Some bacteria can already do it—generate electric current, that is—and those microbes are called "electrogenic." Now, thanks to the work of a research group from the University of California, Santa Barbara, we know how to easily turn non-electrogenic bacteria into electricity producers.
One important key to their success was the bacteria they chose—Shewanella oneidensis MR-1. This organism uses current-conducting proteins in their cell membranes to breathe in metal minerals instead of air.
Unlike previous efforts that involved genetically altering the bacteria, this new method simply involved feeding the bacteria a synthetic form of iron and providing an environment rich in organic fuel. The bacteria did the rest.
To turn the Shewanella oneidensis into electrogenic bacteria, the researchers built a compound called DFSO+ that has an iron core, according to their recent published paper in the journal Chem.
After dissolving the DFSO+ powder in water and adding the solution to bacteria, the synthetic DFSO+ moved through the bacteria's cell membranes and began conducting current through its iron core. The bacteria readily takes in iron as part of its metabolic processes, and the DFSO+ molecule was transported across the cell's membrane the same way other iron-containing protein are usually taken in by the bacteria.
By a biochemical process called reduction, the bacteria reduced the iron, releasing electrons that were shuttled from the inside of the bacterial cell to the outside. This flow of electrons was a form of electrical current.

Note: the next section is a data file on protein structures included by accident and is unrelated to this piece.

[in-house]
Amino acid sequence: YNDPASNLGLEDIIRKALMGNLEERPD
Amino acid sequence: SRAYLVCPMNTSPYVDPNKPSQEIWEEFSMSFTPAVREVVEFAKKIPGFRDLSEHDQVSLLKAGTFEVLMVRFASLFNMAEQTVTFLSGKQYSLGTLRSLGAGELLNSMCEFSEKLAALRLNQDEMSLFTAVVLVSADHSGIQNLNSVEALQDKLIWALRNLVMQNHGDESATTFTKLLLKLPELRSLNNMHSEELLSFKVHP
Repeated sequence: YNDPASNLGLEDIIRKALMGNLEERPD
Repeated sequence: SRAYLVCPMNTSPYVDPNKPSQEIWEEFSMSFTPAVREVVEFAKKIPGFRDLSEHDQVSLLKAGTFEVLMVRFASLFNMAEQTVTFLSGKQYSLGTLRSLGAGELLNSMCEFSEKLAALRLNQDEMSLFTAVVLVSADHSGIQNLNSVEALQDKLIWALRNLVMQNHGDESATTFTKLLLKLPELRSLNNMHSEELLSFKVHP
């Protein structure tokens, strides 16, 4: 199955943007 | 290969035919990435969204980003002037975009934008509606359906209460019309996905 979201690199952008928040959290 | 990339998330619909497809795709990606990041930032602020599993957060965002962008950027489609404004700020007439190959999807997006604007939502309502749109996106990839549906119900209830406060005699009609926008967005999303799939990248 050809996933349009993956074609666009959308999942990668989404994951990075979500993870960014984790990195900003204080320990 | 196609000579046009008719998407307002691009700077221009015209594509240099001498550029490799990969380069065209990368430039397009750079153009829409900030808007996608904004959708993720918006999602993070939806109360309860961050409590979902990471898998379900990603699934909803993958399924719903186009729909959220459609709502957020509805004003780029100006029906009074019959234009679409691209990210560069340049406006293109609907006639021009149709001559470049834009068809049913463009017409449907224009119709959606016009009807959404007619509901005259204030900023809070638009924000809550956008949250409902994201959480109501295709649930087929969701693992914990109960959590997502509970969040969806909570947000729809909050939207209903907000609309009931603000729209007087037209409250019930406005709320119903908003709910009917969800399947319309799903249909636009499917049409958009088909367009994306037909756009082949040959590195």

Bacteria use organic material as food and wastewater is rich in organic fuel sources, including pathogenic microbes, metals, salts, ammonia, pesticides, pharmaceuticals, and chemical compounds.
Shewanella is an organism that lives at the bottom of lakes where there is no oxygen, and it has naturally evolved to use minerals to breathe. But it doesn't eat them—it uses them to collect negatively charged particles called electrons that are produced when the bacteria digests organic material.
Co-first author Zachary Rengert, a chemistry graduate student at the University of California, Santa Barbara, told Invisiverse:
Minerals are solid materials and they have properties very similar to an electrode. So in this case, the bacteria are cleaning the water (by using the organic contaminates as food) and the electrode (the iron compound) is collecting the waste electrons (from the digestion of organic contaminates) and producing electricity as well.
Unlike Shewanella, the bacteria in a wastewater treatment tank usually require oxygen to breathe as well as degrade organic material. That means, the water must be oxygenated to keep the process of digestion going of organic material, and therefore the cleaning of wastewater—and that is an expensive process.
The researchers measured the electricity produced by the bacteria, but did not capture it. "You can think of the fuel cell as a special type of battery. In our study, we just measured it, because we wanted to know how much electricity it was producing, but the electricity is definitely usable!" Rengert told us.
Right now, the amount of electricity produced is small, but can offset the usual cost associated with oxygenating the wastewater.
To have a bacteria that can digest the material without added oxygen and—after simply feeding some iron—produce some electrons that can be captured as electrical current, is an efficient process that could lead to more efficient biological electricity-generating technology.